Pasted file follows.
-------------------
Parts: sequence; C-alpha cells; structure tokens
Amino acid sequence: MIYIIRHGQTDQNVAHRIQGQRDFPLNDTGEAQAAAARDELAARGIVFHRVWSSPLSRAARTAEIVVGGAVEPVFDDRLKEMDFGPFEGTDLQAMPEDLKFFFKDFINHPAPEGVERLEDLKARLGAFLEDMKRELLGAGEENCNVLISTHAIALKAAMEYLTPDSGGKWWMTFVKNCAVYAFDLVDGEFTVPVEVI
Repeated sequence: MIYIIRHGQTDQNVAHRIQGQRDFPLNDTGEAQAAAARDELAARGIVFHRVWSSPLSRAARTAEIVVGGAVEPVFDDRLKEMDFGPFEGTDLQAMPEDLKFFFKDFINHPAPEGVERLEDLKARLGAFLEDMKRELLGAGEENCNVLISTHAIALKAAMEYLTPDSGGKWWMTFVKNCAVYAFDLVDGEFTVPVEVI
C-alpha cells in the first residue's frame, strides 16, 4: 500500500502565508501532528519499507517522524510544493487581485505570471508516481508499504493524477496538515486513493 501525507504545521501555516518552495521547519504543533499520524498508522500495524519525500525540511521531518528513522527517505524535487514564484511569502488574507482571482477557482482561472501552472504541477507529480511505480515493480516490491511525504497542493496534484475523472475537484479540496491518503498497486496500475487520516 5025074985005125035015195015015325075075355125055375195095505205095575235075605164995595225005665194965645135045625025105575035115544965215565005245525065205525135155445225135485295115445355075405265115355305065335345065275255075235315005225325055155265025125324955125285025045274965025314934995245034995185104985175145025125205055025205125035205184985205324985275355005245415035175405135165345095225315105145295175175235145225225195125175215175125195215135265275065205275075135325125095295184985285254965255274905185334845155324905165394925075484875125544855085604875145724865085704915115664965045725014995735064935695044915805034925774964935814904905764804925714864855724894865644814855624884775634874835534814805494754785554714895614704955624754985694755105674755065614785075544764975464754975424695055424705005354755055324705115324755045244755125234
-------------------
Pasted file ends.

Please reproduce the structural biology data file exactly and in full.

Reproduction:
Parts: sequence; C-alpha cells; structure tokens
Amino acid sequence: MIYIIRHGQTDQNVAHRIQGQRDFPLNDTGEAQAAAARDELAARGIVFHRVWSSPLSRAARTAEIVVGGAVEPVFDDRLKEMDFGPFEGTDLQAMPEDLKFFFKDFINHPAPEGVERLEDLKARLGAFLEDMKRELLGAGEENCNVLISTHAIALKAAMEYLTPDSGGKWWMTFVKNCAVYAFDLVDGEFTVPVEVI
Repeated sequence: MIYIIRHGQTDQNVAHRIQGQRDFPLNDTGEAQAAAARDELAARGIVFHRVWSSPLSRAARTAEIVVGGAVEPVFDDRLKEMDFGPFEGTDLQAMPEDLKFFFKDFINHPAPEGVERLEDLKARLGAFLEDMKRELLGAGEENCNVLISTHAIALKAAMEYLTPDSGGKWWMTFVKNCAVYAFDLVDGEFTVPVEVI
C-alpha cells in the first residue's frame, strides 16, 4: 500500500502565508501532528519499507517522524510544493487581485505570471508516481508499504493524477496538515486513493 501525507504545521501555516518552495521547519504543533499520524498508522500495524519525500525540511521531518528513522527517505524535487514564484511569502488574507482571482477557482482561472501552472504541477507529480511505480515493480516490491511525504497542493496534484475523472475537484479540496491518503498497486496500475487520516 5025074985005125035015195015015325075075355125055375195095505205095575235075605164995595225005665194965645135045625025105575035115544965215565005245525065205525135155445225135485295115445355075405265115355305065335345065275255075235315005225325055155265025125324955125285025045274965025314934995245034995185104985175145025125205055025205125035205184985205324985275355005245415035175405135165345095225315105145295175175235145225225195125175215175125195215135265275065205275075135325125095295184985285254965255274905185334845155324905165394925075484875125544855085604875145724865085704915115664965045725014995735064935695044915805034925774964935814904905764804925714864855724894865644814855624884775634874835534814805494754785554714895614704955624754985694755105674755065614785075544764975464754975424695055424705005354755055324705115324755045244755125234